Norwegian higher education institutions are positive to earmarking of posts for women.
“We have been waiting for this, so we welcome the news,” says Sigmund Grønmo, Rector at the University of Bergen.
He has been follwing the debate about earmarking since Øystein Djupedal, the former minister of Education and Research started to look at this measure again.
“How should this be carried out in order to achieve the best possible results?”
“First we have to take a closer look at what measures that will be used and how they should be incorporated into the National Budget. Then we can consider how to use them. We have to make sure that they are used sensibly and that they don’t lower the current quality standards,” he says.
“How do you think the different academic communities will react?”
“I don’t think there are any systematic differences between the academic communities. But we know that there are varying standpoints on the use of earmarking in academia. Some people will probably call for a debate,” he says.
“Aasland wants to focus on temporary posts. Is that enough?”
“It is not enough to achieve gender balance amongst professors in the short run. But it is important to make sure that women get the opportunity to qualify for these posts,” he says.
Aslaug Mikkelsen, Rector at the University of Stavanger, believes the internal discussions about gender equality and earmarking will be easier when earmarking is included in the National Budget.
“At many institutions earmarking of posts has been a controversial matter. Everyone agrees on the need to recruit more women for leading positions and for improving the gender balance amongst professors. However, with limited resources internal discussions about earmarking easily arise. By including this measure in the National Budget we avoid these conflicts and are left with only the positive effects.”
“How should this be done to ensure the desired results of the earmarking?”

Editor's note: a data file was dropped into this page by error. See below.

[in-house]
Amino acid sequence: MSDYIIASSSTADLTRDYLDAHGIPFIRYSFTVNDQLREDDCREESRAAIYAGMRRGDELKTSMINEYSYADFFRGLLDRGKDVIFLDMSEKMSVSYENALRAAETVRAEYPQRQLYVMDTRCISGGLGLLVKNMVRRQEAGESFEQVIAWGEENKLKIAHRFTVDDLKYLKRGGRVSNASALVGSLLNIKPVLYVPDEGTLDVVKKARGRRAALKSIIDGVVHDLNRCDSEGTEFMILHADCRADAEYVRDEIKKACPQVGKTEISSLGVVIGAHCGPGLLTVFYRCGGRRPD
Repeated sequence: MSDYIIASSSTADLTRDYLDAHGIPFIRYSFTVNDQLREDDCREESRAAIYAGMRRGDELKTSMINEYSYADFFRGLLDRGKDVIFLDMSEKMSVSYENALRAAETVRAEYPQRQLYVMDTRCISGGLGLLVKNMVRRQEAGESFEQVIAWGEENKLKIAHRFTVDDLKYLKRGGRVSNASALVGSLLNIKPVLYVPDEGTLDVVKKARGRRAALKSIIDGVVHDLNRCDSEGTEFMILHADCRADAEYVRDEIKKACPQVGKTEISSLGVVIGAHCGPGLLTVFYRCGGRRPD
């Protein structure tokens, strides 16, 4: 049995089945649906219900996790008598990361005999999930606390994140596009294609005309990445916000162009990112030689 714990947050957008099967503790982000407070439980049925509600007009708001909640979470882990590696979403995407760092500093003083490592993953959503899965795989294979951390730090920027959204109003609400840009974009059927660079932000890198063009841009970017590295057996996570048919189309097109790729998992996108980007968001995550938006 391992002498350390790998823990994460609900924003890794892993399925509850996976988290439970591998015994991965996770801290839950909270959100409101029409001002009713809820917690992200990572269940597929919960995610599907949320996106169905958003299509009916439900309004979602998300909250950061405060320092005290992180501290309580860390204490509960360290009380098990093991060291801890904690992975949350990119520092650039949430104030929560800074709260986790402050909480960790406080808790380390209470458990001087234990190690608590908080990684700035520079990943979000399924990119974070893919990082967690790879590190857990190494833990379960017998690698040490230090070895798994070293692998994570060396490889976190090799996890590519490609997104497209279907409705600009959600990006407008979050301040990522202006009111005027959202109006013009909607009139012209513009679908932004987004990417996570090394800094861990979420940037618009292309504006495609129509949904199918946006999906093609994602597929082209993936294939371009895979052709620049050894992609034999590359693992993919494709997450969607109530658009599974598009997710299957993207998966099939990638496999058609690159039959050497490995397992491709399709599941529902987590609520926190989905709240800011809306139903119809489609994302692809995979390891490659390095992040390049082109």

“We have to be realistic and patient and work actively to get qualified applicants to the subjects with few women. In many fields this means starting at the master level. At the University of Stavanger we have this year offered project funding for women-initiated and women-led projects. We received a lot of applications. If we combine this with earmarking, we can achieve good results.”
“Aasland wants to focus on temporary posts. Is that enough to ensure gender balance in the university and university college sector?”
“Based on experience it seems that the most critical time is the period after finishing a doctoral degree and the following career advancement. It is therefore important to establish enough post doc. posts.”
Vice-rector at the University of Oslo, Inga Bostad, also welcomes the measure. She was present during Aasland’s speech and was part of an advisory group that helped the Women in Science Committee settle on measures to increase the ratio of women in academia.
“I support it wholeheartedly and I am glad that it will be incorporated into the National Budget,” she says.
“How do you think the academic communities will react?”
“I know that university managements throughout the country are positive. But there are probably groups that will start a debate on the issue. We have to assume that the earmarking is accompanied by new posts,” she says.
On the students’ part earmarking is well received.
“We think it’s great. There is currently a gender imbalance; statistics show that while 60% of the students are women they only constitute 18 % of the professors. We believe earmarking is necessary,” says Ingvild S. Reymert, head of the National Union of Students in Norway.
Translated by Vigdis Isachsen